12. #87
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    Quote Originally Posted by Scraperfannyc View Post
    That stands for LA. I hate LA. But San Franciso has the highest overall average Zagats rating and I would bet it has more concentration of French Restaurants and French influence than NYC. I would say instead of NYC delis, you will find crepe places with salads, sandwiches, and breakfist foods. I would say about half of the restaurants in a majority of the neighborhoods in San Francisco are either French or have strong French influence. Also, most people do not drive to these restaurants. It is much more like NYC in this sense. In San Franciso, the restuaruant culture is fresh local ingredients (just picked or just caught and organic is what they all try to do to a large extent). There are also alot of sophisticated restaurants too. Per Se was opened up by a Chef who lives and works in the the Bay Area.
    SF has great restaurants, you are correct. However this article was a comparison on not only cuisine but culture and global significance of each city.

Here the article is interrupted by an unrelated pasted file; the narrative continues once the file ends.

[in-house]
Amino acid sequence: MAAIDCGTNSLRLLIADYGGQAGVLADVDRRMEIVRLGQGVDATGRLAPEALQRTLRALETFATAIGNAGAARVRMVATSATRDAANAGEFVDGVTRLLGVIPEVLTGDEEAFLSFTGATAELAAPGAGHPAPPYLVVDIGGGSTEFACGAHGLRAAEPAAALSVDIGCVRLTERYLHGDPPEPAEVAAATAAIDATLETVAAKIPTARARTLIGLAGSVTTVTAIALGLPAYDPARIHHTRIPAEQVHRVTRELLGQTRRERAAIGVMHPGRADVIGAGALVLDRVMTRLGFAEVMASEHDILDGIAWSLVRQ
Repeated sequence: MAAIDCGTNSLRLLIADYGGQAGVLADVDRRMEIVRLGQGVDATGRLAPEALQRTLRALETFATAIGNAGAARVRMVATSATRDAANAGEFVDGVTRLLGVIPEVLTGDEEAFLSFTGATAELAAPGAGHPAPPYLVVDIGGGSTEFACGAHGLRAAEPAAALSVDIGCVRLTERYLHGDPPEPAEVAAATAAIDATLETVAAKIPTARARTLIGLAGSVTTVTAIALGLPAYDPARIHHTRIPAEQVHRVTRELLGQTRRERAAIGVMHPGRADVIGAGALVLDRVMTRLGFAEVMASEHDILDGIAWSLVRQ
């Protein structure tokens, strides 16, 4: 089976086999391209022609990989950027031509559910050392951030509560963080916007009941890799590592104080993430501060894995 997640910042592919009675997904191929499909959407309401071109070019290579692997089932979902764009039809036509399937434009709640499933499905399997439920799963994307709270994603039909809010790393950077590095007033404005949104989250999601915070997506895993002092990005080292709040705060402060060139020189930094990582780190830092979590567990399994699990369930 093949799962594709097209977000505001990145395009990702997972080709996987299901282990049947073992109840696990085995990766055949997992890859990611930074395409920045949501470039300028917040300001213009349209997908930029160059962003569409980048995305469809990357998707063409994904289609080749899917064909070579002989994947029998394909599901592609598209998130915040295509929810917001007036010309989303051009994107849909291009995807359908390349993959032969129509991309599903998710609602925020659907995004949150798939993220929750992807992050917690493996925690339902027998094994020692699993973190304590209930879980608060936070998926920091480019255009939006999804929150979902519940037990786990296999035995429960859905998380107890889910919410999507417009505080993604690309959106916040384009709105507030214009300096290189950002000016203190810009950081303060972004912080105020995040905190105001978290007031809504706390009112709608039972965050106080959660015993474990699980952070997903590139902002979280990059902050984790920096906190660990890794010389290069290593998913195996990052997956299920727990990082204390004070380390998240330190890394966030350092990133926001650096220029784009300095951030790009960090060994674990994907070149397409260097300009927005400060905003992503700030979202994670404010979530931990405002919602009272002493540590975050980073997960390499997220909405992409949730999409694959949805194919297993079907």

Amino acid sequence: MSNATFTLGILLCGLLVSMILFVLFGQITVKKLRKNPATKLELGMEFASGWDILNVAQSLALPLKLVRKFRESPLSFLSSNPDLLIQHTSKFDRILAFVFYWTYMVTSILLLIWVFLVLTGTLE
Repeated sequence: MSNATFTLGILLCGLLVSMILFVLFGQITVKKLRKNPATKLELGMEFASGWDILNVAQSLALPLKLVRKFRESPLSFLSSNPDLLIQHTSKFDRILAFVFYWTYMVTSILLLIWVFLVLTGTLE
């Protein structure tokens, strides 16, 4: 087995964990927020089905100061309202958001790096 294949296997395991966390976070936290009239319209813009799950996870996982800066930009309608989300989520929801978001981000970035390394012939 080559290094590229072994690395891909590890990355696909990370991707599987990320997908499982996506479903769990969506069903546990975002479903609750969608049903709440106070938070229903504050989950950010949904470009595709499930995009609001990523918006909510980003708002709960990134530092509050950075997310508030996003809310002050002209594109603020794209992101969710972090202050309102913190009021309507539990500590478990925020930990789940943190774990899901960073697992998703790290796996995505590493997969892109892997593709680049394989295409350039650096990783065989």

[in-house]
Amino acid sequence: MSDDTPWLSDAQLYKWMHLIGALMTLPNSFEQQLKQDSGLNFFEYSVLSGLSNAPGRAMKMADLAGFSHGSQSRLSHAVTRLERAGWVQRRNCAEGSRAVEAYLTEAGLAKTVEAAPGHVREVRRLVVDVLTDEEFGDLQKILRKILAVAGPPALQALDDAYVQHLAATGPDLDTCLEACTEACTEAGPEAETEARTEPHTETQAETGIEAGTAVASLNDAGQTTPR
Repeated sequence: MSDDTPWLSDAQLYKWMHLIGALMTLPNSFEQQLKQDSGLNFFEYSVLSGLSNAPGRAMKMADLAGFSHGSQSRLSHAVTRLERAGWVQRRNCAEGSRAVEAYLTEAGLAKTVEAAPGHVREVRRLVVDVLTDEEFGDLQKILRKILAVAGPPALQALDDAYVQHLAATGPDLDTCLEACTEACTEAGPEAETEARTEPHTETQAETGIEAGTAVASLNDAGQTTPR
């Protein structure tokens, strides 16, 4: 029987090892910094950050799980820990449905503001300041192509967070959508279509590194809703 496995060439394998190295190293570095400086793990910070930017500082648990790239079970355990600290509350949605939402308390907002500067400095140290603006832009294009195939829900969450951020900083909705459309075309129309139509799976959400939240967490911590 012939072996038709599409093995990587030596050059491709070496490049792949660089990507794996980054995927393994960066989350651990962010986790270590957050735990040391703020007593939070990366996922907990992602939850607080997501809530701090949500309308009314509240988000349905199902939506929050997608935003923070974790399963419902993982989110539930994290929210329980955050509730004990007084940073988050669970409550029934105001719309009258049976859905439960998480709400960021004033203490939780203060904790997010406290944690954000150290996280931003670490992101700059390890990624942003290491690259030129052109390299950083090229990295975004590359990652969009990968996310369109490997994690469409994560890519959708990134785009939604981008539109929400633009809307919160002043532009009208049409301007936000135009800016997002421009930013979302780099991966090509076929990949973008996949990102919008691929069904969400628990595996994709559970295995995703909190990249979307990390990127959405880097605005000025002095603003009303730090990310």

NY has 14,590 restaurants as of 2002 (Census), SF has 4,375 (SFCVB). The quality of restaurants in SF is, on average, probably higher. But that would only be because NY is huge comparatively and the demographics in SF are less skewed. There is no competition when it comes to diversity of the cuisine itself, NY wins out easily.

  13. #88

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    Quote Originally Posted by TonyO View Post
    SF has great restaurants, you are correct. However this article was a comparison on not only cuisine but culture and global significance of each city.

    NY has 14,590 restaurants as of 2002 (Census), SF has 4,375 (SFCVB). The quality of restaurants in SF is, on average, probably higher. But that would only be because NY is huge comparatively and the demographics in SF are less skewed. There is no competition when it comes to diversity of the cuisine itself, NY wins out easily.
    Well, if we want to compare the restaurant scene of NYC and San Francisco,here is my take. I'm a real big foodie!